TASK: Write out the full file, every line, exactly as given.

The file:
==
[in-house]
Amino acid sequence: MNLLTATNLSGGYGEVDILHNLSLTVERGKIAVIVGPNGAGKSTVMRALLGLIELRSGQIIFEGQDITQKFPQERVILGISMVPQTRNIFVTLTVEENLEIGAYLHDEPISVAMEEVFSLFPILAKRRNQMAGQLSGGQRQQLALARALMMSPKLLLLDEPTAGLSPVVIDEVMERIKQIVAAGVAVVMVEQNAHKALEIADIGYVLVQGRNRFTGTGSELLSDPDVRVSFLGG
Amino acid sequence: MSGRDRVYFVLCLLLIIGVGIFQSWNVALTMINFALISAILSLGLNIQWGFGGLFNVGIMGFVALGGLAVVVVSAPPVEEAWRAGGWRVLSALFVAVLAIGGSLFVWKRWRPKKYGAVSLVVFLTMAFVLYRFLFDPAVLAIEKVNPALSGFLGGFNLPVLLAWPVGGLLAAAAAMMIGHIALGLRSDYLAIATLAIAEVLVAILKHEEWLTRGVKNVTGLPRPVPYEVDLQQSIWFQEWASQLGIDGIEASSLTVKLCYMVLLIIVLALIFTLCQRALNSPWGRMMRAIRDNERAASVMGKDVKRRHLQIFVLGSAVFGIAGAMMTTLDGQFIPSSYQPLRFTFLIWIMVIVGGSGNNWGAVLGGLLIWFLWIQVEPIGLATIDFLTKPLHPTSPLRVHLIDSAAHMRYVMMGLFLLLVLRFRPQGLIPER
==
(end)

[in-house]
Amino acid sequence: MNLLTATNLSGGYGEVDILHNLSLTVERGKIAVIVGPNGAGKSTVMRALLGLIELRSGQIIFEGQDITQKFPQERVILGISMVPQTRNIFVTLTVEENLEIGAYLHDEPISVAMEEVFSLFPILAKRRNQMAGQLSGGQRQQLALARALMMSPKLLLLDEPTAGLSPVVIDEVMERIKQIVAAGVAVVMVEQNAHKALEIADIGYVLVQGRNRFTGTGSELLSDPDVRVSFLGG
Amino acid sequence: MSGRDRVYFVLCLLLIIGVGIFQSWNVALTMINFALISAILSLGLNIQWGFGGLFNVGIMGFVALGGLAVVVVSAPPVEEAWRAGGWRVLSALFVAVLAIGGSLFVWKRWRPKKYGAVSLVVFLTMAFVLYRFLFDPAVLAIEKVNPALSGFLGGFNLPVLLAWPVGGLLAAAAAMMIGHIALGLRSDYLAIATLAIAEVLVAILKHEEWLTRGVKNVTGLPRPVPYEVDLQQSIWFQEWASQLGIDGIEASSLTVKLCYMVLLIIVLALIFTLCQRALNSPWGRMMRAIRDNERAASVMGKDVKRRHLQIFVLGSAVFGIAGAMMTTLDGQFIPSSYQPLRFTFLIWIMVIVGGSGNNWGAVLGGLLIWFLWIQVEPIGLATIDFLTKPLHPTSPLRVHLIDSAAHMRYVMMGLFLLLVLRFRPQGLIPER